Steven Poacher

Steven Poacher – Children should play multiple codes

THERE always a lot of debate over methods to coach young children, particularly those in the very early stages of their development.

Should it be the traditional approach to coaching, where a skill is taught, broken down and used at beginner levels to help them understand and learn the correct technique?

Or is it the games-based approach that empowers young players to solve problems that arise in games and allows them to discover and explore a range of methods which is a large part of the fun in learning.

Some may argue, you need a balance of both methods, but a traditional only approach won’t allow for the transfer of skills to game like situations. The reason for that is that there is generally an overemphasis on technical skills and direct instruction coupled with mindless boring drills which lack specificity.

A games-based approach on the other hand will allow the coach to design game-specific situations. Players will use the technical skills in game-like scenarios and players will learn through games and enjoyable learning situations. It is a much better rounded holistic approach to learning for the young player incorporating a guided discovery.

It is is only a decade ago that a game-based approach to training was being pushed for the first time by Croke Park, but this is not a new phenomenon.

Back in 1982 in Loughborough University, researchers Bunker and Thorpe developed a concept called TGfU, which stood for Teaching Games for Understanding.

It was a concept built around teaching children games by playing games, with a child-centred approach where the leader acts as a facilitator and the participants make their own games in order to maximise the level of challenge and fun.

More recent studies of TGfU have identified six basic concepts;
1. Teach Games through Games.
2. Break Games into their simplest format – then increase complexity.
3. Participants are intelligent performers in games.
4. Every Learner is important and is involved.
5. Participants need to know the subject matter.
6. Need to match participants’ skill and challenge.

Rather than just teaching GAA-specific games, games should be separated into four different categories:
1. Target Games – Players propel an object, preferably with accuracy at a target. I played a target game recently in Primary schools called call defend your cone where players tried to knock opposition cones over.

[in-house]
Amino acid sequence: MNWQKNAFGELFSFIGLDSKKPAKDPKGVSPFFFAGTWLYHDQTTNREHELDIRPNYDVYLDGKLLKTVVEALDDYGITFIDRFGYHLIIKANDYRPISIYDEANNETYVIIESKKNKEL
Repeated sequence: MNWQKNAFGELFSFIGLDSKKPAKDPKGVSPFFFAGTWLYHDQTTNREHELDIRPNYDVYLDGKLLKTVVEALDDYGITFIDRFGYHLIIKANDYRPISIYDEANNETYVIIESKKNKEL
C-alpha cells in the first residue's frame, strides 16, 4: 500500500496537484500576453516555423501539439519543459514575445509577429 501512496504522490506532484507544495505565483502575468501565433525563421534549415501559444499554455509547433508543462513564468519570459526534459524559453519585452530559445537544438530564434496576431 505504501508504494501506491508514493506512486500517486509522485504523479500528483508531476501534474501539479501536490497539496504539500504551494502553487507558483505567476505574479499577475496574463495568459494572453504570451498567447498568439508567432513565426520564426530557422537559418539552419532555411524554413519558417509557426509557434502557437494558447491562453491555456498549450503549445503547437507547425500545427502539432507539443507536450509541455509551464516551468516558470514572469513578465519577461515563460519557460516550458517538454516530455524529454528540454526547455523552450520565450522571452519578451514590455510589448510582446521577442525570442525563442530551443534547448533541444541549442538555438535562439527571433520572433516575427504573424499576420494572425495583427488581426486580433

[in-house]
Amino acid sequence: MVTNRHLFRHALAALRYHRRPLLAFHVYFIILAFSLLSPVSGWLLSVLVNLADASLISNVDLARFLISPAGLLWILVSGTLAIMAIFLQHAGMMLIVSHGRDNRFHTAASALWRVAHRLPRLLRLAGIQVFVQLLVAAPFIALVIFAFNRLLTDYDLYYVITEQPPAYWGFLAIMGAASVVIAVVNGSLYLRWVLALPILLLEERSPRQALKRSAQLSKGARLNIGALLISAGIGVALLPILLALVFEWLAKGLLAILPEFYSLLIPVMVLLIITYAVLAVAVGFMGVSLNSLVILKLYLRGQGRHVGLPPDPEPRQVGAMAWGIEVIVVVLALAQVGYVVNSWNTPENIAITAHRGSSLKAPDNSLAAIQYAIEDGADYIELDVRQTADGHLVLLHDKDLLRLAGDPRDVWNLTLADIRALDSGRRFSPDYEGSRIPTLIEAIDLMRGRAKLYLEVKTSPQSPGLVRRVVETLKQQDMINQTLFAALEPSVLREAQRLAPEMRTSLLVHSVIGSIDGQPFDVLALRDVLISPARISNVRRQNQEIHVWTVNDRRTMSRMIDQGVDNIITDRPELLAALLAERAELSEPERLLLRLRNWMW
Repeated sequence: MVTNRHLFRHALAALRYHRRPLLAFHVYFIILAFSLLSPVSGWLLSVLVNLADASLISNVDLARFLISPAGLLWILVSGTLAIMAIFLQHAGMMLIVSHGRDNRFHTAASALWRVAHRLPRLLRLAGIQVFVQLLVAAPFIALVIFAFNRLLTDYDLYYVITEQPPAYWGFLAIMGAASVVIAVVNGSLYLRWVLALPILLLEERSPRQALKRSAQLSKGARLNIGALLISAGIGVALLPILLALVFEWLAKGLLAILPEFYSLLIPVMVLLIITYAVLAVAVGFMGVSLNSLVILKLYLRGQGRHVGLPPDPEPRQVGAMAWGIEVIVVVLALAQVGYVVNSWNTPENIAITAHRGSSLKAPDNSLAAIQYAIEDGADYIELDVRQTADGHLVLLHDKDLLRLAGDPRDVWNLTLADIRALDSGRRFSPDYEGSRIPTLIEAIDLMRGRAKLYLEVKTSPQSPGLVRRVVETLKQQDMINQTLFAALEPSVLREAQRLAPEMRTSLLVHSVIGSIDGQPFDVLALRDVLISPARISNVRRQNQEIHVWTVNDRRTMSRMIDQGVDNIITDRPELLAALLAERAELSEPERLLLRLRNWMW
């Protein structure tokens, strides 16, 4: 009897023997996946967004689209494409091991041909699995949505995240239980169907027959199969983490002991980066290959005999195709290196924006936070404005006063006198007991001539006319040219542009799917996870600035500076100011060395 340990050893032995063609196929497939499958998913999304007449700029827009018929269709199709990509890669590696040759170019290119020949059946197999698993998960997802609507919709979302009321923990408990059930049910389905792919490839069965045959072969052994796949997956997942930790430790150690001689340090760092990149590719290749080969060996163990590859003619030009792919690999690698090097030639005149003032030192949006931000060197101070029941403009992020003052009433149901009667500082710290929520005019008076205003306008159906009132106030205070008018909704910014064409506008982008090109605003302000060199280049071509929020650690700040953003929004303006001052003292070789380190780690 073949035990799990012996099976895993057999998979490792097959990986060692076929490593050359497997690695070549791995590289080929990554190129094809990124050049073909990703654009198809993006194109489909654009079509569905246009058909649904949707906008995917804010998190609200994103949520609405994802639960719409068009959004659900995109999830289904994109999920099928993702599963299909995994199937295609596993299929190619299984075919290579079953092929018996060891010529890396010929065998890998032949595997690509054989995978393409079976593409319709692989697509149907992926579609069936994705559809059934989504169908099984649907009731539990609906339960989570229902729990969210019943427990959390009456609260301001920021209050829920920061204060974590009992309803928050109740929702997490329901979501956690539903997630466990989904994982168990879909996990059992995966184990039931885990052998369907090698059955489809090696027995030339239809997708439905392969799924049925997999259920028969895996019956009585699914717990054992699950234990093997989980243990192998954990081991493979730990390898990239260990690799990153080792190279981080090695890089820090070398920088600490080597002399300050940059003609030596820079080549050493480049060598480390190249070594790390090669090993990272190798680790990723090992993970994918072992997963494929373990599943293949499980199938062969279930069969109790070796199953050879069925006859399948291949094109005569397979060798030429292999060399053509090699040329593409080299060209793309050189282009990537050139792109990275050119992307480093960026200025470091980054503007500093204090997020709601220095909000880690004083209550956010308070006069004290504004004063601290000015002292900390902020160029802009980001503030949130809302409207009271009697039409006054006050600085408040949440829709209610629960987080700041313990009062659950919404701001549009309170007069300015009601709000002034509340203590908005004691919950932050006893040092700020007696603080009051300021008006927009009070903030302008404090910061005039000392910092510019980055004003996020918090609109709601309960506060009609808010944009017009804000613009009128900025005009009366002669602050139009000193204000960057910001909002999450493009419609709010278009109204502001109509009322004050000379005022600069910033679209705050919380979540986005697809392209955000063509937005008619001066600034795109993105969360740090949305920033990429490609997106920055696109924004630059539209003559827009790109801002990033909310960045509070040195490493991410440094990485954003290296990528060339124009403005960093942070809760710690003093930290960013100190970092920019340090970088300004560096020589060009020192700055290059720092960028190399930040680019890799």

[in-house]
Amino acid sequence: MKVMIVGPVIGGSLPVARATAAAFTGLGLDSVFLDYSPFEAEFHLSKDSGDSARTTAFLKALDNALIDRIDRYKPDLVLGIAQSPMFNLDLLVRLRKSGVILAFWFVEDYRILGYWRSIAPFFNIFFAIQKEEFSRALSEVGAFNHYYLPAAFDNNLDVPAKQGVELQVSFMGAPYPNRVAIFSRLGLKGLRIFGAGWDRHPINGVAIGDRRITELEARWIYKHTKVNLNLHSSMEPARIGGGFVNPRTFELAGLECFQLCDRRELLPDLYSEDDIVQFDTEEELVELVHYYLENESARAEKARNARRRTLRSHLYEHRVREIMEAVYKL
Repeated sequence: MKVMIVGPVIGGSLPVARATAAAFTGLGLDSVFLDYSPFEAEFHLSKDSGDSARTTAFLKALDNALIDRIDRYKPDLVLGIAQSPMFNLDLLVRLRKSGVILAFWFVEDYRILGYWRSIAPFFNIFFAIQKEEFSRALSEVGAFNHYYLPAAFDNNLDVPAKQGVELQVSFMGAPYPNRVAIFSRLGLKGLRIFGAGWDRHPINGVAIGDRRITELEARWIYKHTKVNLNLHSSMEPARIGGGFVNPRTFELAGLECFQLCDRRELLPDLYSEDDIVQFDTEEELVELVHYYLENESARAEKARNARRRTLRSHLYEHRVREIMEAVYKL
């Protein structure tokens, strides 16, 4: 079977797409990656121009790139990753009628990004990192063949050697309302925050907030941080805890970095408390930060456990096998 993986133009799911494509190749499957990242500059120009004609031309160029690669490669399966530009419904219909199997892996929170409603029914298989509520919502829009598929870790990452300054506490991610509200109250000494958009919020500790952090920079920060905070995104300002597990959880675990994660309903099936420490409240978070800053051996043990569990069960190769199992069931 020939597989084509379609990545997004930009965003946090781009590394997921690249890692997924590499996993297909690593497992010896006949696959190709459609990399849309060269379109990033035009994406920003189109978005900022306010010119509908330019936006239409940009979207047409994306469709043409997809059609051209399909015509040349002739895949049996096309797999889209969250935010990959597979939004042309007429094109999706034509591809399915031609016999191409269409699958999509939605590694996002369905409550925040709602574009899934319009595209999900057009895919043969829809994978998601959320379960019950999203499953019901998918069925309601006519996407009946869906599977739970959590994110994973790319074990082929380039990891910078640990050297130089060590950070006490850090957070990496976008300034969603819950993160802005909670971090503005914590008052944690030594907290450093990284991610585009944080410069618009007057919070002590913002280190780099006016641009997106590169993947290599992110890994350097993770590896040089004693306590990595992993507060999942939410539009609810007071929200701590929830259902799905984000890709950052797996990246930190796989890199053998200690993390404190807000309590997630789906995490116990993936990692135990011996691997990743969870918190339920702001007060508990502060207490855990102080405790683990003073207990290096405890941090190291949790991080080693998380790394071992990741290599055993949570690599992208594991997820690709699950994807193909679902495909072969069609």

2. Net/Wall Games – Players propel an object into space trying to make it difficult for an opponent to return it. A simple example may be, football or hurling tennis using a line of poles or cones as the net.
3. Striking/Fielding Games – Players strike an object so its placed away from defenders in the field. This time of year, football rounders is always fantastically popular and its benefits are enormous.
4. Territory Games – Games in which players try to invade an opponent’s territory to score. A simple fun game I play with Primary school children is called defend your square.

If young children are exposed to a range of the above categories of games, then they’ll improve their fundamental movement, technical skills, tactical skills and problem-solving skills.

They will become literate in a variety of games and activities and will gain a broader understanding and competency of the skills, tactics and movement associated with playing a wide range of sports.

It’s important to remember though, that not all children prefer activities that involve team play, and we must cater for those children by offering plenty of opportunities for fun through the development of fitness and movement skills to hopefully help promote a life-long active lifestyle.. This can be achieved very simply by incorporating fun movement games that encourage and develop all fundamental gross motor skills, like running, jumping, rolling, landing, skipping, crawling and climbing. These are all skills that have been severely hampered as young children begin to spend less and less time in the outdoors. We can argue about coaching approaches and methods all we want but we should all be carrying the same message of encouraging all our children to get active!